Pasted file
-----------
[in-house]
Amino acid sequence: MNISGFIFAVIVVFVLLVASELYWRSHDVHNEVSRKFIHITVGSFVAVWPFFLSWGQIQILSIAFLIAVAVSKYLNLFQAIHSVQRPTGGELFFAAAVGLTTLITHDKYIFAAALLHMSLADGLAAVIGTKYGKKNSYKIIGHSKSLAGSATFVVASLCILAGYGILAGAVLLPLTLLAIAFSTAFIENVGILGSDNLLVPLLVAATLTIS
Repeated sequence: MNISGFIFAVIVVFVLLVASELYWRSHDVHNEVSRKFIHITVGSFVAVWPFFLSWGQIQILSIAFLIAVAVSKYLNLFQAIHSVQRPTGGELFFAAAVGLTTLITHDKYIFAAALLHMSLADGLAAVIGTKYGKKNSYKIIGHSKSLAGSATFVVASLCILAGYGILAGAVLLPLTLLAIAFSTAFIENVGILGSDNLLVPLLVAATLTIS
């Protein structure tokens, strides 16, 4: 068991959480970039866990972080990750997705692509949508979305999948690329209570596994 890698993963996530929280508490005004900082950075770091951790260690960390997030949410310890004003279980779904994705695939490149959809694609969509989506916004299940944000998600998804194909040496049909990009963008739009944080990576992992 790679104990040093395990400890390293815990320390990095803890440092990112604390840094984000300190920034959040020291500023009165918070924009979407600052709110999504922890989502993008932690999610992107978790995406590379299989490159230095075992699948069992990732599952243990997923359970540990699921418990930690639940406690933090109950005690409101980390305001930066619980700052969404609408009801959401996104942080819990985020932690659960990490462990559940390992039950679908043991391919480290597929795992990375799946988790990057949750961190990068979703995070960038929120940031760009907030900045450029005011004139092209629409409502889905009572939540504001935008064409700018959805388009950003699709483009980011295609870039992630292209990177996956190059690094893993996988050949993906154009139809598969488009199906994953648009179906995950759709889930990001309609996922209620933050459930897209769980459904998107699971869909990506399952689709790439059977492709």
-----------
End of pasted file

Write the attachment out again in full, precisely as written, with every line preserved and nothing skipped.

[in-house]
Amino acid sequence: MNISGFIFAVIVVFVLLVASELYWRSHDVHNEVSRKFIHITVGSFVAVWPFFLSWGQIQILSIAFLIAVAVSKYLNLFQAIHSVQRPTGGELFFAAAVGLTTLITHDKYIFAAALLHMSLADGLAAVIGTKYGKKNSYKIIGHSKSLAGSATFVVASLCILAGYGILAGAVLLPLTLLAIAFSTAFIENVGILGSDNLLVPLLVAATLTIS
Repeated sequence: MNISGFIFAVIVVFVLLVASELYWRSHDVHNEVSRKFIHITVGSFVAVWPFFLSWGQIQILSIAFLIAVAVSKYLNLFQAIHSVQRPTGGELFFAAAVGLTTLITHDKYIFAAALLHMSLADGLAAVIGTKYGKKNSYKIIGHSKSLAGSATFVVASLCILAGYGILAGAVLLPLTLLAIAFSTAFIENVGILGSDNLLVPLLVAATLTIS
């Protein structure tokens, strides 16, 4: 068991959480970039866990972080990750997705692509949508979305999948690329209570596994 890698993963996530929280508490005004900082950075770091951790260690960390997030949410310890004003279980779904994705695939490149959809694609969509989506916004299940944000998600998804194909040496049909990009963008739009944080990576992992 790679104990040093395990400890390293815990320390990095803890440092990112604390840094984000300190920034959040020291500023009165918070924009979407600052709110999504922890989502993008932690999610992107978790995406590379299989490159230095075992699948069992990732599952243990997923359970540990699921418990930690639940406690933090109950005690409101980390305001930066619980700052969404609408009801959401996104942080819990985020932690659960990490462990559940390992039950679908043991391919480290597929795992990375799946988790990057949750961190990068979703995070960038929120940031760009907030900045450029005011004139092209629409409502889905009572939540504001935008064409700018959805388009950003699709483009980011295609870039992630292209990177996956190059690094893993996988050949993906154009139809598969488009199906994953648009179906995950759709889930990001309609996922209620933050459930897209769980459904998107699971869909990506399952689709790439059977492709």